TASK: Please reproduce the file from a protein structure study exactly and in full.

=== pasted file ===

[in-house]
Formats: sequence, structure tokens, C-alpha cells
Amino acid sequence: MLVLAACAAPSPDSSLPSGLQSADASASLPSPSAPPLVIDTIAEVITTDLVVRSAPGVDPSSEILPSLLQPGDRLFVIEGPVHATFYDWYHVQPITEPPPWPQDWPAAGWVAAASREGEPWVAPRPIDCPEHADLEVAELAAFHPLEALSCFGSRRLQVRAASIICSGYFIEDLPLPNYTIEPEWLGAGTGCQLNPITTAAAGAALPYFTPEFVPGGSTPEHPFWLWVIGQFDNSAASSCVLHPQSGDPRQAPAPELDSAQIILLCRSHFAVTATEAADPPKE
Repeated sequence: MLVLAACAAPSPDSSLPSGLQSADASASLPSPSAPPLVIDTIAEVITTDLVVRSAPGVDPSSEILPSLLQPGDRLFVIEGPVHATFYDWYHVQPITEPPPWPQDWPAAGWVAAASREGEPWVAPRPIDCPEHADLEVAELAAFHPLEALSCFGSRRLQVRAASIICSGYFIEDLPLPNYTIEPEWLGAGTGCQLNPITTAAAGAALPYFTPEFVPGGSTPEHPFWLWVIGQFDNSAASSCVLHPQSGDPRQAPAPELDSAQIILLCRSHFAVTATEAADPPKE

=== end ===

[in-house]
Formats: sequence, structure tokens, C-alpha cells
Amino acid sequence: MLVLAACAAPSPDSSLPSGLQSADASASLPSPSAPPLVIDTIAEVITTDLVVRSAPGVDPSSEILPSLLQPGDRLFVIEGPVHATFYDWYHVQPITEPPPWPQDWPAAGWVAAASREGEPWVAPRPIDCPEHADLEVAELAAFHPLEALSCFGSRRLQVRAASIICSGYFIEDLPLPNYTIEPEWLGAGTGCQLNPITTAAAGAALPYFTPEFVPGGSTPEHPFWLWVIGQFDNSAASSCVLHPQSGDPRQAPAPELDSAQIILLCRSHFAVTATEAADPPKE
Repeated sequence: MLVLAACAAPSPDSSLPSGLQSADASASLPSPSAPPLVIDTIAEVITTDLVVRSAPGVDPSSEILPSLLQPGDRLFVIEGPVHATFYDWYHVQPITEPPPWPQDWPAAGWVAAASREGEPWVAPRPIDCPEHADLEVAELAAFHPLEALSCFGSRRLQVRAASIICSGYFIEDLPLPNYTIEPEWLGAGTGCQLNPITTAAAGAALPYFTPEFVPGGSTPEHPFWLWVIGQFDNSAASSCVLHPQSGDPRQAPAPELDSAQIILLCRSHFAVTATEAADPPKE